Emma Rae Tennent, Assistant Public Defender, (on appeal), and Jerrilyn Manning, Assistant Public Defender, (at hearing), Nashville, Tennessee, for the appellant, Arnes’a Hart.

Robert E. Cooper, Jr., Attorney General and Reporter; Lacy Wilber, Assistant Attorney General; Victor S. Johnson, III, District Attorney General, and Brian Holmgren, Assistant District Attorney General, for the appellee, State of Tennessee.

Judge: SMITH

Appellant, Arnes’a Hart, was indicted by the Davidson County Grand Jury for one count of felony murder, one count of aggravated child neglect, and one count of child neglect after the death of her infant son. In exchange for pleas of guilty to criminally negligent homicide and child neglect, Appellant received sentences of six years and one year, respectively. The sentences were ordered to be served concurrently. The charge of aggravated child neglect was dismissed. The plea agreement specified that the trial court would determine the manner of service of the sentence after a hearing. After a sentencing hearing, the trial court denied alternative sentencing, ordering Appellant to serve her sentence in confinement in order to avoid depreciating the seriousness of the offense and due to Appellant’s lack of truthfulness at the sentencing hearing. Appellant appeals the denial of alternative sentencing. After a review of the record and the applicable authorities, we conclude the record indicates that the trial court did not abuse its discretion in denying an alternative sentence where the proof showed that there was a need for deterrence of similar crimes, and Appellant was untruthful at the sentencing hearing. Accordingly, the judgment of the trial court is affirmed.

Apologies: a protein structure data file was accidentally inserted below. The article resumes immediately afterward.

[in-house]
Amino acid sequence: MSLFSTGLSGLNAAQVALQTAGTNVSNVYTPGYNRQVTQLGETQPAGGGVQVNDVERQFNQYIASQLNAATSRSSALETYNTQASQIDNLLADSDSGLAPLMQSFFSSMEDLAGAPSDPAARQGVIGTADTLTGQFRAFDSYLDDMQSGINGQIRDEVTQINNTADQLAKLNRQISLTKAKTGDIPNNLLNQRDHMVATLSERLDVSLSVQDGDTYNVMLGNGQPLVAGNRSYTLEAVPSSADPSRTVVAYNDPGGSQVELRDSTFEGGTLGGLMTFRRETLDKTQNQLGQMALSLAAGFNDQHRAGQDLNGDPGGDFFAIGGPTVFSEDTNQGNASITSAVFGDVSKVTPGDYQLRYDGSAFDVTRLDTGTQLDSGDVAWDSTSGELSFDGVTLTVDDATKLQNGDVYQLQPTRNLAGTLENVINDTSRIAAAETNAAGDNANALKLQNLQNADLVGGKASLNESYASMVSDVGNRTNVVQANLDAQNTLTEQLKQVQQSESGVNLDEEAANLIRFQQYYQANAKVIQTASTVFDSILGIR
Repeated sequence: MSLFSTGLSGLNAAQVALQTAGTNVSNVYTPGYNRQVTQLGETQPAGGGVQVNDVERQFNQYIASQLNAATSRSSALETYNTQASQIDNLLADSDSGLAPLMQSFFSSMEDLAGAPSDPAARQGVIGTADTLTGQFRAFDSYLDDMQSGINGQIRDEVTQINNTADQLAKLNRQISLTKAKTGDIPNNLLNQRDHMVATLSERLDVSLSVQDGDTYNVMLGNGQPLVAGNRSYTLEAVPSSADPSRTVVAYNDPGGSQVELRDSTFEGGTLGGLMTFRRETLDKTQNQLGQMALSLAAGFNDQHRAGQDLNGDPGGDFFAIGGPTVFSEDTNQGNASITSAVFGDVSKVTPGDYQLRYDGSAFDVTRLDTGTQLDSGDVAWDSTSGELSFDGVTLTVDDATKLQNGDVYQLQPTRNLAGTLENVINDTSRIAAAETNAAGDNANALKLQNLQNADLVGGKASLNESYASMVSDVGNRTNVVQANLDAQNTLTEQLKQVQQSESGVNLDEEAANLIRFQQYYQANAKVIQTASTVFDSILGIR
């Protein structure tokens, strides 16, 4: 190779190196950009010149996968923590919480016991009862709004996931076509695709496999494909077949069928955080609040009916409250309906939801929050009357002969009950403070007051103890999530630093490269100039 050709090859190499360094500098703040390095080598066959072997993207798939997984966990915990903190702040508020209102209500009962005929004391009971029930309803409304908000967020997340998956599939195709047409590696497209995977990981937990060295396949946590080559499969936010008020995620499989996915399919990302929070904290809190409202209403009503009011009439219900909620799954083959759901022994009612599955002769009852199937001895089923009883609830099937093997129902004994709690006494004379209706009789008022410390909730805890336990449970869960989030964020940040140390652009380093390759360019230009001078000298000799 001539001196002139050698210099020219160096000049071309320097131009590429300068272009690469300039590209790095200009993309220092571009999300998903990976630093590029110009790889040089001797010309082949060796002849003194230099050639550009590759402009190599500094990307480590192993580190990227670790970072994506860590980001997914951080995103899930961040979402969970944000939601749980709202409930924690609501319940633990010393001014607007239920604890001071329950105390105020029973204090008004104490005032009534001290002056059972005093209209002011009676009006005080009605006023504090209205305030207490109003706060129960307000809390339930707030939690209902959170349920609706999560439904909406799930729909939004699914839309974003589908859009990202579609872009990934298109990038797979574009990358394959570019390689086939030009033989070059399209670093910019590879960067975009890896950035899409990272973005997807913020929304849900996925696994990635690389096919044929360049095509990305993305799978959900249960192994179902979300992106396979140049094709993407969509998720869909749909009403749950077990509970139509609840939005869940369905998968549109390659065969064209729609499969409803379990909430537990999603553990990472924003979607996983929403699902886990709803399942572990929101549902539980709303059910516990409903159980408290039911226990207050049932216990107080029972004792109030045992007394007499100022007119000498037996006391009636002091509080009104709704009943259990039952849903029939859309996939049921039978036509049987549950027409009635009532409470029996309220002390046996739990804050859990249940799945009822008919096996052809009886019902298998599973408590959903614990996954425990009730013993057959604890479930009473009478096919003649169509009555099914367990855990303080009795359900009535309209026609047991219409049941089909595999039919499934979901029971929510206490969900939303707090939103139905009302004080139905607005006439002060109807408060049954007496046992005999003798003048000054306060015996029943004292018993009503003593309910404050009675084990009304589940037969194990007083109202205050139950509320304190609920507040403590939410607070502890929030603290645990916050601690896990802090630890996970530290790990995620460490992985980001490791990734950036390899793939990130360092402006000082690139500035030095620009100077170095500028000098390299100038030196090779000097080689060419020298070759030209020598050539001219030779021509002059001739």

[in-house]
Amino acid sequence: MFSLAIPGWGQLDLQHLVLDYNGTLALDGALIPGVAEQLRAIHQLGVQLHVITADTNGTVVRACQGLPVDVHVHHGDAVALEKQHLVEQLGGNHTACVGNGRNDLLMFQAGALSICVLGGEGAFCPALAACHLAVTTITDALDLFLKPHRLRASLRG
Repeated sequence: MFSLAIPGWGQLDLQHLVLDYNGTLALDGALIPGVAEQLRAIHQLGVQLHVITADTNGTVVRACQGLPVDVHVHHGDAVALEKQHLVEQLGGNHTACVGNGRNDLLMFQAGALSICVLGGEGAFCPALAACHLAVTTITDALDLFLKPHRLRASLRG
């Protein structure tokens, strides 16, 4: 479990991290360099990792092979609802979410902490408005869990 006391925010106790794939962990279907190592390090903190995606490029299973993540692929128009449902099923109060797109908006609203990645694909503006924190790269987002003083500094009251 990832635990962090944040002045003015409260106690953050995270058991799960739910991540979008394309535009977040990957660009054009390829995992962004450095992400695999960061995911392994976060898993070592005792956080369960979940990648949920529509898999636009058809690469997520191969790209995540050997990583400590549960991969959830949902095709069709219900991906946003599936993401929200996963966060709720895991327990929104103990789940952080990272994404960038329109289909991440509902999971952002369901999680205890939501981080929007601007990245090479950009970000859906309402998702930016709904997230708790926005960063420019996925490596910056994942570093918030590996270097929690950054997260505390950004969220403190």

House Civil Justice Committee Completes Work

The House Civil Justice Committee today finished business for the year, working off a 29-item calendar. Among the bills addressed:

Lawyer Regulation -- A bill (SB 779/HB 635) to impose criminal sanctions on Board of Professional Responsibility panel members, staff, lawyers subject to discipline and their counsel for certain procedural violations could see action in committees in both chambers. The TBA resisted this unwelcome intrusion in the Supreme Court’s disciplinary process. This bill will be dealt with in the summer study.

Tort -- Codification of comparative fault with limitations of joint and several liability in several types of cases that the courts have carved out by common law -- including products liability and cases with combined intentional and negligent actors -- was recommended for adoption. (SB 56/HB 1099)